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Lifestyle Collection Autumn Top Tip - Summer heat produces hot chillies

February 2020

Having planted and grown your chilli plants over the spring and summer, you’ll still be
enjoying their harvest going into autumn, with the plant fruiting multiple times. Here,
NZ Gardener magazine provides helpful hints on growing your own chillies which
come in a spectrum of colours, sizes and degrees of hotness. Find the variety that
satisfies your taste buds!


Chillies love the heat so the plants can be tricky to grow in New Zealand. Choose varieties with a shorter growing season so they have finished fruiting by the time the cooler weather arrives.
NZ Gardener recommends varieties to grow if you’re in a cooler climate and ones to avoid:

AVOID: habanero, tabasco and rocoto.
Early jalapeno, Hungarian yellow wax, hot cherry, cayenne and Thai super chilli F1.

Top Tips

  • Each plant fruits multiple times over a season and this can be further encouraged by picking immature chillies as they can be eaten before they are fully ripe. Remember to cut (as opposed to pull) chillies off the plant as this also aids the plant to fruit again.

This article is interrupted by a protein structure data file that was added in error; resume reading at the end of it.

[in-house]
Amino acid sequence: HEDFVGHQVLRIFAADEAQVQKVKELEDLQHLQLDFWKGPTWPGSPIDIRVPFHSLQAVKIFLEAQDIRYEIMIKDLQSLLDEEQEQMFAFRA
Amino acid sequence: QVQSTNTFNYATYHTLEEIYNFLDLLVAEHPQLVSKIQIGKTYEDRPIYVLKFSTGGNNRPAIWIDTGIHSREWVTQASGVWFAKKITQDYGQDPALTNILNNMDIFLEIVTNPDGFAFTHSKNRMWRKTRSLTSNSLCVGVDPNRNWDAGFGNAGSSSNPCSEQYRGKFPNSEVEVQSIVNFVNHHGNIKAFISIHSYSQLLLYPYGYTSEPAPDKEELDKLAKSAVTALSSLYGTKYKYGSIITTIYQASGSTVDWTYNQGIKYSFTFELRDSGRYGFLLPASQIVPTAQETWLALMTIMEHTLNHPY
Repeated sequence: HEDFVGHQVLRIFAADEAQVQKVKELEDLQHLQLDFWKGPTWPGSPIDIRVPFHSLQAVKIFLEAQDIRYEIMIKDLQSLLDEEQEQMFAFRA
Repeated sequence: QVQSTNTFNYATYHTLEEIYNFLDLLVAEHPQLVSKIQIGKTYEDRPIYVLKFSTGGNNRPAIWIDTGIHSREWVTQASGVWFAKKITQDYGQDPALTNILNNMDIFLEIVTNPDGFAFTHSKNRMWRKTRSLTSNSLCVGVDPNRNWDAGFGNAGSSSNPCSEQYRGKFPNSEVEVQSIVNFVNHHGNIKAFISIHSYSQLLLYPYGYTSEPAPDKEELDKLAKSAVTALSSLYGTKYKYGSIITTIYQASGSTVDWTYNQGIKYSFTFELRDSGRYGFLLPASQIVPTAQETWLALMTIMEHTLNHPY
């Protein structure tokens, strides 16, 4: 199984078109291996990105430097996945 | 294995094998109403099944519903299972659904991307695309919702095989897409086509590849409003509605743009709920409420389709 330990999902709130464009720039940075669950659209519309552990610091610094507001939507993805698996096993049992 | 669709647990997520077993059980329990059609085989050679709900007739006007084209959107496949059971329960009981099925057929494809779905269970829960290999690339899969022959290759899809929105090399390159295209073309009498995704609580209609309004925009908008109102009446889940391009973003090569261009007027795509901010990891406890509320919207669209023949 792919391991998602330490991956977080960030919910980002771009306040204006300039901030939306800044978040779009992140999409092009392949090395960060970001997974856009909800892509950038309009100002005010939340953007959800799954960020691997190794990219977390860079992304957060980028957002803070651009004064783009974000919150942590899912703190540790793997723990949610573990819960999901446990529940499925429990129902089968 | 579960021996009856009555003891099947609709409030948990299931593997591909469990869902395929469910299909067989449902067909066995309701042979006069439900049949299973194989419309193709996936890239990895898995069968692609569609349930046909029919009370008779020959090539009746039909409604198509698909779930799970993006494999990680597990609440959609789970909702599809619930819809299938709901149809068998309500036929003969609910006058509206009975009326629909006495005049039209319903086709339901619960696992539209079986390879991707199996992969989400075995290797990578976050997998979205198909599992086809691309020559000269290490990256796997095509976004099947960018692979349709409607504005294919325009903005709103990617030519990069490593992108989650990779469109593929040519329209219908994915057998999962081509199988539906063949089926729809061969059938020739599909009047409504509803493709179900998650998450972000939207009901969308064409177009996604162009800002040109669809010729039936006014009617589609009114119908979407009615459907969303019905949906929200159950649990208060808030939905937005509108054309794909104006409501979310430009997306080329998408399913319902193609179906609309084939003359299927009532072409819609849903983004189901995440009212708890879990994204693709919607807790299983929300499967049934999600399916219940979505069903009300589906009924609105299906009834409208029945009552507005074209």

• Chillies can be kept in the freezer so no need for wastage. Freeze either as a whole or larger chillies can be de-seeded and frozen as strips.

Growing chilli plants in a pot

Sow chilli seeds from September to October, transplanting them to a sheltered spot in October or November. Chilli seeds take a couple of weeks to germinate and are usually ready for transplanting four to six weeks later. Flowers should appear a couple of weeks after transplanting with pods gradually growing from the centre of the flower until they reach full size.
You can also purchase nursery-grown seedlings. Fertilise the seedlings with a high potassium fertiliser such as those
formulated for tomatoes. Large pots are best and potting mix suits chilli plants as it is warmer than soil in the ground.
Pots enable the plants to be moved around your property, locating them in the sunniest, most sheltered positions.
If you have one, a greenhouse or tunnel house can home your pots too, protecting against bad weather. 
Chilli plants don’t need to be grown from seed every year. Just remember to bring your plants indoors or under shelter during the winter so they stay warm and frost free.

Growing chilli plants in soil

Chilli plants can be grown in soil but require protection from cold weather. Place a circle of clear plastic pinned to stakes around the plant for additional warmth and shelter. The best protection for your chillies would be to grow them in soil, inside a greenhouse or tunnel house.

NZ Gardener is packed with practical information and features inspiring gardens from all over New Zealand. Subscribe at 


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The Lifestyle Collection - Autumn 2020

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